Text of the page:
Some work is involved in travel planning, but it is the best way to get great bargains. If you are in the mood for holiday travel, have no particular destination in mind, and are fairly flexible in the dates, you are in optimum mode for savings. Even if you already know where you are going, and the dates are cut in stone, these tips will help avoid much of your holiday spending.
Book your cruise and air reservations as far in advance as possible. Booking a cruise early often earns an upgrade. Is there someone you get along with that would like to go along? Cruise prices are based on double occupancy, but the price shown is for per person. A four-day Mexican Sampler for one or two from Los Angeles can start at $998 on Princess Cruises . A friend or relative in the cabin paying a share of the cost has saved you hundreds of dollars.
Compare prices on the airlines. If you are not in a hurry, you can save a lot of money by flying short jaunts at a time, rather than a direct flight. If you want to vacation in Phoenix, AZ, check the cost of a flight from your town to Salt Lake City, Utah, or Las Vegas, NV. Then check the best price from that location to Phoenix. Airlines run specials on certain flights all the time, reducing your holiday spending.
The same holds true for room reservations. If you see a great rate on Travelocity, call the hotel directly and let them know the rate and date listed. Often, they will give you a better deal.
Avoid the expense and hassle of parking at the airport or harbor. Take a shuttle. This also eliminates the question of “where did I park the car?”
Use your cards
If you are going to get a rental car, and you have American Express (AMEX), talk to your AMEX agent. For a minimal charge, certain cards can have travel insurance added. When you rent the car, the agents always try to sell you an insurance plan that costs more than the rental. By paying your car rental fee with AMEX (you can also do the booking through them), the insurance is covered. That is a huge savings, and a lot of worry eliminated.
No matter where you are or what service you are after, ask about discounts. AAA and AARP will get you a discount at many places. Ask first if there is a better deal. Some places offer a discounted time or day that can save you even more, if you have time to wait. Again, use pre-planning. Call or email the places you want to visit, so you have current information.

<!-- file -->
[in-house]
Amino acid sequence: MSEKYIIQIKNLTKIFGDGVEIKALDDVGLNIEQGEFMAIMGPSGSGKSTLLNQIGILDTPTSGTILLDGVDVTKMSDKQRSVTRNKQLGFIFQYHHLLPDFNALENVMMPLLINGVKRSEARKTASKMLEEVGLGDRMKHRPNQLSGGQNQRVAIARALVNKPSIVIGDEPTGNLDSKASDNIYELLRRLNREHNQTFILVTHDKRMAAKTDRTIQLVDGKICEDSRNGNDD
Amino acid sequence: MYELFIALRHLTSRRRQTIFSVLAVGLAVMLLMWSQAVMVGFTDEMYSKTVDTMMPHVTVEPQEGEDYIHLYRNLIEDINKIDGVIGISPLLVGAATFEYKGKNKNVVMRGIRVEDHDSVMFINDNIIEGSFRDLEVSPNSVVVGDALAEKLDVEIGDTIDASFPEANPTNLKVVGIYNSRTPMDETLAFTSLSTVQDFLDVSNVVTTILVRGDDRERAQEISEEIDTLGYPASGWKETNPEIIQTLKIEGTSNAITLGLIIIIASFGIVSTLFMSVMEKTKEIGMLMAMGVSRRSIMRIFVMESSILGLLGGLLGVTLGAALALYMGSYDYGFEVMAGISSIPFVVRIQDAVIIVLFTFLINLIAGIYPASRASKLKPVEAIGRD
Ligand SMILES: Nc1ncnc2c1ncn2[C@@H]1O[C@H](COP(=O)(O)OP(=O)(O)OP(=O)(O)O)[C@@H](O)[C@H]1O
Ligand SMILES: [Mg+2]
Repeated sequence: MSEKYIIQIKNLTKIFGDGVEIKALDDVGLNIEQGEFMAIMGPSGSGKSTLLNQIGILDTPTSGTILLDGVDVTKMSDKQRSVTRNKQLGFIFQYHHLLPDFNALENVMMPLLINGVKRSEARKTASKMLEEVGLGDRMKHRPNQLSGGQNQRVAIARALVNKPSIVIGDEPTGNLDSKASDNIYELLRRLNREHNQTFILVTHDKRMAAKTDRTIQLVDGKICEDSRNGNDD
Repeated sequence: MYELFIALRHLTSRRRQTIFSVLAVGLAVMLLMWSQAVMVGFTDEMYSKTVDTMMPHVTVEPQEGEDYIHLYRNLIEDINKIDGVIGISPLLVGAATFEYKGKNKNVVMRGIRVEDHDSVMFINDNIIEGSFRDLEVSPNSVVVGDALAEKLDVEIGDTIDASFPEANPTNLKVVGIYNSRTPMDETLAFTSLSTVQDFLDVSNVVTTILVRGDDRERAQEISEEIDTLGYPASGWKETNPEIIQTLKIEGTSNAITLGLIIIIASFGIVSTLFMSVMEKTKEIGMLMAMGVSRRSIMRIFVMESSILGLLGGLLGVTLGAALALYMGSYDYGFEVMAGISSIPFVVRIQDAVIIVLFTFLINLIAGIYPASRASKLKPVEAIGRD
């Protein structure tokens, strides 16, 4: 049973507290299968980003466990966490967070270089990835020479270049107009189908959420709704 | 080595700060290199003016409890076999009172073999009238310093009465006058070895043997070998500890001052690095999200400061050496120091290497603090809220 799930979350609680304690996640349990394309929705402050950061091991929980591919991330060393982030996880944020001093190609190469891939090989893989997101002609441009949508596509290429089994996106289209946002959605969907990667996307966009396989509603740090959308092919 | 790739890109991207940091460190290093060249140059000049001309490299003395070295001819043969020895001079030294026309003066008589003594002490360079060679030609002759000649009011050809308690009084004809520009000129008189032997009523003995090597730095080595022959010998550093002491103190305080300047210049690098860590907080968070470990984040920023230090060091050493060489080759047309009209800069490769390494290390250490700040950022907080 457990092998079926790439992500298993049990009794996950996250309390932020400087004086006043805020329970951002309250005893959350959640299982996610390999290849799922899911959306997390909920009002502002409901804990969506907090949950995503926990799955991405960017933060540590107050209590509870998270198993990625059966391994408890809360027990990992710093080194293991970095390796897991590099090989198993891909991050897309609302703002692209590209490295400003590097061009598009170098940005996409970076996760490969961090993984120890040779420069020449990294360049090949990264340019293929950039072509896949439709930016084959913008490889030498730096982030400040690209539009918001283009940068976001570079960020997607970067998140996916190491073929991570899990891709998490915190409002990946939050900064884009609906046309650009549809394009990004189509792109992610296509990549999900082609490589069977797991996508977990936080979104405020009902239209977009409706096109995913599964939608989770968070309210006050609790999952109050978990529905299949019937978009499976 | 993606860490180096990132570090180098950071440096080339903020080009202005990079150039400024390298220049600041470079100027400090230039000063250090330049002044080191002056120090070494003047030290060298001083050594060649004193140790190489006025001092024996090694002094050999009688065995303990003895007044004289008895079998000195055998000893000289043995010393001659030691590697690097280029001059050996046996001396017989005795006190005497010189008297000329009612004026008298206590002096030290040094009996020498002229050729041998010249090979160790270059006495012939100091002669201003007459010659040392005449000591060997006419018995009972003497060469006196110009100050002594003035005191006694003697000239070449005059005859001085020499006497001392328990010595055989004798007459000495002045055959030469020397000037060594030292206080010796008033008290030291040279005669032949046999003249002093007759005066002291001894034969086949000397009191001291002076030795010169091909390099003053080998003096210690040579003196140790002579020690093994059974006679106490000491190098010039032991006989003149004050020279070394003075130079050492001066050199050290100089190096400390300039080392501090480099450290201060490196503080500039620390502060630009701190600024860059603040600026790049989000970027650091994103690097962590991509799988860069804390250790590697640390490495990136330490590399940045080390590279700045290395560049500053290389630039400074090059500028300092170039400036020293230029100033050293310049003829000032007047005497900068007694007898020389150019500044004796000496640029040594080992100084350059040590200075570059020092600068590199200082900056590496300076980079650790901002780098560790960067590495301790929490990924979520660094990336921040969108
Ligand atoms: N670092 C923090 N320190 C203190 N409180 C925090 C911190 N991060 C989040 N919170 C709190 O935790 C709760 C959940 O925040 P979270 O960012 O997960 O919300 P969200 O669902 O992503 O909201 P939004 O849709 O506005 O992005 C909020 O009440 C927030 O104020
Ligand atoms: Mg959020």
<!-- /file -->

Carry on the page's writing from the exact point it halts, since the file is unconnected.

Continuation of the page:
If you decide to drive to your destination, consider a ride-share. There may be someone you know that would like to visit the same place, or somewhere near, and is willing to share the cost of fuel.
Take sandwiches, fried chicken, fruit, veggies, and drinks; it is like having a mini-picnic along the way, and minimizes travel spending. Use “dollar or less” menus at fast-food places to save money.
Organize your packing
Make a list of what you need to take along. If you leave your swimsuit at home, and spend $50 on a new one, savings fly out the window. Remember walking shoes, medicine, and a light jacket.
Make a list
Just like Santa, make a list of what you intend to buy on your travels. Impulse buying is so easy when we’re out and about. Even the small purchases can add up quickly.
Find out where an economical buffet is and visit for late lunch, to get a healthy, filling meal. Use the dollar menu for a “tide-over” breakfast or dinner.
If you are a senior citizen, contact the Senior Center in the area where you are visiting. Often, you can get an inexpensive meal, and take part in activities, too. It also gives you a chance to hear the scoop from those who know every bargain in town and beyond.
Enjoy your holiday travel. Make notes about things you want to remember. Have a great time.
The above is the work of the author, based on personal experience in travel planning for friends, family, and work-related activities.